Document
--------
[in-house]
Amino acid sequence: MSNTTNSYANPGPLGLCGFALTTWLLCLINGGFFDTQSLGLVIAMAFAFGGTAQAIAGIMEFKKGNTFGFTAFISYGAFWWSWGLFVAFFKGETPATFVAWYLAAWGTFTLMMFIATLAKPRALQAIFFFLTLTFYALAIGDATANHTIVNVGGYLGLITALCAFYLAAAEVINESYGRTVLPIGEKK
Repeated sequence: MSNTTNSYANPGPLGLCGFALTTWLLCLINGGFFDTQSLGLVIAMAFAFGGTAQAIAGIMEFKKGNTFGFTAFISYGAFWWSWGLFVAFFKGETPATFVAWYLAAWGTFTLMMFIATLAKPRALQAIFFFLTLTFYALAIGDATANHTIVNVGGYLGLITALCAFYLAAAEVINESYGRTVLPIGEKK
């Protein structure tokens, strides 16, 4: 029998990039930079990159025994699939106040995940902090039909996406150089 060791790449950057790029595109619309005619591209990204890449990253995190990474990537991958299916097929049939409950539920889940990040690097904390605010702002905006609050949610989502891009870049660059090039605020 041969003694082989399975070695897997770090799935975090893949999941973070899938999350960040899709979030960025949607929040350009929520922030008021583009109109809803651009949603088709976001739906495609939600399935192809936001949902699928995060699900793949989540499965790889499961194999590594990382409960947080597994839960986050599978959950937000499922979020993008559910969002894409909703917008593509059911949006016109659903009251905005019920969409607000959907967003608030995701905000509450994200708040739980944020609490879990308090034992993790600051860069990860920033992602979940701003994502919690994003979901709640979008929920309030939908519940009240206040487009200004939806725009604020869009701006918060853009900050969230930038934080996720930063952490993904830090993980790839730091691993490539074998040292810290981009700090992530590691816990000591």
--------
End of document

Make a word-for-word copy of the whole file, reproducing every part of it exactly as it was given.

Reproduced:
[in-house]
Amino acid sequence: MSNTTNSYANPGPLGLCGFALTTWLLCLINGGFFDTQSLGLVIAMAFAFGGTAQAIAGIMEFKKGNTFGFTAFISYGAFWWSWGLFVAFFKGETPATFVAWYLAAWGTFTLMMFIATLAKPRALQAIFFFLTLTFYALAIGDATANHTIVNVGGYLGLITALCAFYLAAAEVINESYGRTVLPIGEKK
Repeated sequence: MSNTTNSYANPGPLGLCGFALTTWLLCLINGGFFDTQSLGLVIAMAFAFGGTAQAIAGIMEFKKGNTFGFTAFISYGAFWWSWGLFVAFFKGETPATFVAWYLAAWGTFTLMMFIATLAKPRALQAIFFFLTLTFYALAIGDATANHTIVNVGGYLGLITALCAFYLAAAEVINESYGRTVLPIGEKK
């Protein structure tokens, strides 16, 4: 029998990039930079990159025994699939106040995940902090039909996406150089 060791790449950057790029595109619309005619591209990204890449990253995190990474990537991958299916097929049939409950539920889940990040690097904390605010702002905006609050949610989502891009870049660059090039605020 041969003694082989399975070695897997770090799935975090893949999941973070899938999350960040899709979030960025949607929040350009929520922030008021583009109109809803651009949603088709976001739906495609939600399935192809936001949902699928995060699900793949989540499965790889499961194999590594990382409960947080597994839960986050599978959950937000499922979020993008559910969002894409909703917008593509059911949006016109659903009251905005019920969409607000959907967003608030995701905000509450994200708040739980944020609490879990308090034992993790600051860069990860920033992602979940701003994502919690994003979901709640979008929920309030939908519940009240206040487009200004939806725009604020869009701006918060853009900050969230930038934080996720930063952490993904830090993980790839730091691993490539074998040292810290981009700090992530590691816990000591």